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Bioremediation of soil contaminated by hydrocarbons with the combination of three technologies: bioaugmentation, phytoremediation, and vermiremediation
- Rodriguez-Campos, Jacobo, Perales-Garcia, Andrea, Hernandez-Carballo, Janett, Martinez-Rabelo, Froylan, Hernández-Castellanos, Benito, Barois, Isabelle, Contreras-Ramos, Silvia Maribel
- Journal of soils and sediments 2019 v.19 no.4 pp. 1981-1994
- Megathyrsus maximus, Pontoscolex corethrurus, alkanes, bioaugmentation, biomass, cocoons, earthworms, grasses, oils, petroleum, phytoremediation, polluted soils, polycyclic aromatic hydrocarbons, soil microorganisms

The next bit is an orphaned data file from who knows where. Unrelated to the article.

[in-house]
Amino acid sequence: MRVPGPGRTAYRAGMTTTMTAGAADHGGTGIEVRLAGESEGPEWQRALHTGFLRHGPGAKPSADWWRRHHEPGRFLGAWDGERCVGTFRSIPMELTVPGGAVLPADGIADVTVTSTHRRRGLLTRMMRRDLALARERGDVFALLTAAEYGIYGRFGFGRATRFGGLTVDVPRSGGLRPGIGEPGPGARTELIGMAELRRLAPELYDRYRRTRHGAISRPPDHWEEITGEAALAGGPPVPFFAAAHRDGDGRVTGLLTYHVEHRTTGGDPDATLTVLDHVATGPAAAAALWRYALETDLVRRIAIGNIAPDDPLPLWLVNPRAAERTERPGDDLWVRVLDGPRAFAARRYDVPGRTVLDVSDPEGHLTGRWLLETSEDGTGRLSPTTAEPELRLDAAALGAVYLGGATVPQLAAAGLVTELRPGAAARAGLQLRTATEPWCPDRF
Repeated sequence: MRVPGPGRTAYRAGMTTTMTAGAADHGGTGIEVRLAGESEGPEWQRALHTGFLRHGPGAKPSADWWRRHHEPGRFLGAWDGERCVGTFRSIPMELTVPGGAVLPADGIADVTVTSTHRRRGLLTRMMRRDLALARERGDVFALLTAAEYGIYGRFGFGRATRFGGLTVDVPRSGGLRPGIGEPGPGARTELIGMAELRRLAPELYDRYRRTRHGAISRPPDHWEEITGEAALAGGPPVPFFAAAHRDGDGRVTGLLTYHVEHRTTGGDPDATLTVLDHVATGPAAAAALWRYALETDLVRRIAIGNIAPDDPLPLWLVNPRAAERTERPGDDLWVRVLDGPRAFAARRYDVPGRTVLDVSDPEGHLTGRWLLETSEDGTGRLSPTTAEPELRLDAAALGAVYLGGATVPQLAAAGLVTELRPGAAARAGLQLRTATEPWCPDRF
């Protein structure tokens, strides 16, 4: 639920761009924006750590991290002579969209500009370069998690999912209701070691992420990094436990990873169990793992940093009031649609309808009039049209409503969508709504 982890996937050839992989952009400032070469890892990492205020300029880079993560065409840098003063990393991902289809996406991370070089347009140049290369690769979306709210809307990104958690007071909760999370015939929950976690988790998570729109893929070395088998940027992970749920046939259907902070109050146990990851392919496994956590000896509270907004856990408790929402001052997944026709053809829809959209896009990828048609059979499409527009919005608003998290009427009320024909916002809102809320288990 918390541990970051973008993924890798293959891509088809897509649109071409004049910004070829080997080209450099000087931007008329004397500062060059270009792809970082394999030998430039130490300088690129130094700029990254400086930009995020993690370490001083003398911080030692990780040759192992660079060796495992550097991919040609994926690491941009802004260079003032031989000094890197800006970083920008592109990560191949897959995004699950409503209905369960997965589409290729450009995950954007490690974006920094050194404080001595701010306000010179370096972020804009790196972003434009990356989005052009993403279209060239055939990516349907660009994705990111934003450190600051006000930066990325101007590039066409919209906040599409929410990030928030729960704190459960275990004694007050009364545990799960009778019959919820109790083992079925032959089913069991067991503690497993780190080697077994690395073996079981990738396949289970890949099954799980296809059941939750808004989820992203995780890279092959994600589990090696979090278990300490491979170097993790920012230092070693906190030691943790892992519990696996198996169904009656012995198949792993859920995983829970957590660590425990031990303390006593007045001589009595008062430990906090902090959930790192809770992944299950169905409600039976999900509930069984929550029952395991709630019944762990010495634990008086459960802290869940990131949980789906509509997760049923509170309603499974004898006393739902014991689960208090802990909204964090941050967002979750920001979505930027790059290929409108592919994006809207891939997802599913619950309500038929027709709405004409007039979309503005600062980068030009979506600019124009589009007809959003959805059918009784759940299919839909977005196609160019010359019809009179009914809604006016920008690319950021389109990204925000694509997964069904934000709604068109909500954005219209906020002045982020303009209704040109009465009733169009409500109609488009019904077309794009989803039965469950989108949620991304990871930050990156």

- PURPOSE: The aim of this study was to evaluate the removal of total petroleum hydrocarbons (TPH), alkanes and polycyclic aromatic hydrocarbons (PAH). MATERIALS AND METHODS: Using phytoremediation (Panicum maximum) (G), vermiremediation (Pontoscolex corethrurus) (E), and bioaugmentation (encapsulated bacterial consortium) (B), individually and in combination, in contaminated soil by oil (PS) with sterilized (St) and non-sterilized treatments. Grass and earthworm biomass and the number of cocoons were determined after 112 days. RESULTS AND DISCUSSION: The biomass of the P. maximum increased significantly from 1.7 to 2.6-folds overtime when it was cultivated in contaminated soil, either alone, in combination with earthworms, or with the bacterial consortium. After 112 days, the earthworm biomass significantly increased 2.0–2.6-folds with the highest increase in combination with the bacterial (PS+E+B), and its population increased from 4.9 to 8.5 times. P. corethrurus was not affected by the contamination so that deposition and hatch of cocoons (12–20) were observed. In sterilized treatments, no earthworms were detected after 112 days, which indicated that soil microorganisms are necessary for the earthworm’s survival and colonization. Most alkane and PAH removal occurred within 28 days; at 112 days, the alkane was 78.5–94.5% and the PAH 54.5–77.2% in non-sterilized soil. Panicum maximum treatment (SP+G) removed 74–99% of alkanes from C10 to C38 and also removed PAHs in 43–50% (2–3 rings), 46–90% (4 rings), 73% (5 rings), and 59% (6 rings) after 112 days. The combination of the grass with P. corethrurus and the bacterial increased the PAHs removal of 2 and 3 rings (54–62%), 4 rings (56–92%), 5 rings (80%), and 6 rings (70%) after 112 days. In non-sterilized treatments, the highest TPH removal was with earthworms plus bacterial (E+B) (86.4%), followed by E+G+B (82.7%) and B (82.6%). CONCLUSIONS: The use of endogeic earthworms and plants species from the same contaminated field can be an efficient alternative for increasing hydrocarbon removal.